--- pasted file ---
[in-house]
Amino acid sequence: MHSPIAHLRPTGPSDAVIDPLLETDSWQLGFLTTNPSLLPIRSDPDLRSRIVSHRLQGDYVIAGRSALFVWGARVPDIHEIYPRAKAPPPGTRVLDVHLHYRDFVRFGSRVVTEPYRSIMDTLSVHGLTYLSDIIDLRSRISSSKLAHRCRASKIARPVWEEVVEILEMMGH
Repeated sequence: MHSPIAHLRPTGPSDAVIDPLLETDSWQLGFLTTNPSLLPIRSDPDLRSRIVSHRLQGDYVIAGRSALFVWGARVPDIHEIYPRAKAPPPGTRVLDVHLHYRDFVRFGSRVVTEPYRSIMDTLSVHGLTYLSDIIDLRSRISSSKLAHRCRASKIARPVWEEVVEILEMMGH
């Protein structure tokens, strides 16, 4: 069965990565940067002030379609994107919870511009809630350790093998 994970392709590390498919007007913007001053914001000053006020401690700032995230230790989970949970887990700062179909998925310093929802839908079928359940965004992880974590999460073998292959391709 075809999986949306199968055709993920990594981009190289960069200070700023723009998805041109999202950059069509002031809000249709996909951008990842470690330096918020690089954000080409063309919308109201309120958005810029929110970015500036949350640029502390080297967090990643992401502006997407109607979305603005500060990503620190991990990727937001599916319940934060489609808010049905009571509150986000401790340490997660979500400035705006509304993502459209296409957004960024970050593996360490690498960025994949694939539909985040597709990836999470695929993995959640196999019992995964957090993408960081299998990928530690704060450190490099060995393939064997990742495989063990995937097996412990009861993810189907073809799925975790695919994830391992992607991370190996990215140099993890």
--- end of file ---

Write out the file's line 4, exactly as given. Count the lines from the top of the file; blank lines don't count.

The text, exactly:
């Protein structure tokens, strides 16, 4: 069965990565940067002030379609994107919870511009809630350790093998 994970392709590390498919007007913007001053914001000053006020401690700032995230230790989970949970887990700062179909998925310093929802839908079928359940965004992880974590999460073998292959391709 075809999986949306199968055709993920990594981009190289960069200070700023723009998805041109999202950059069509002031809000249709996909951008990842470690330096918020690089954000080409063309919308109201309120958005810029929110970015500036949350640029502390080297967090990643992401502006997407109607979305603005500060990503620190991990990727937001599916319940934060489609808010049905009571509150986000401790340490997660979500400035705006509304993502459209296409957004960024970050593996360490690498960025994949694939539909985040597709990836999470695929993995959640196999019992995964957090993408960081299998990928530690704060450190490099060995393939064997990742495989063990995937097996412990009861993810189907073809799925975790695919994830391992992607991370190996990215140099993890």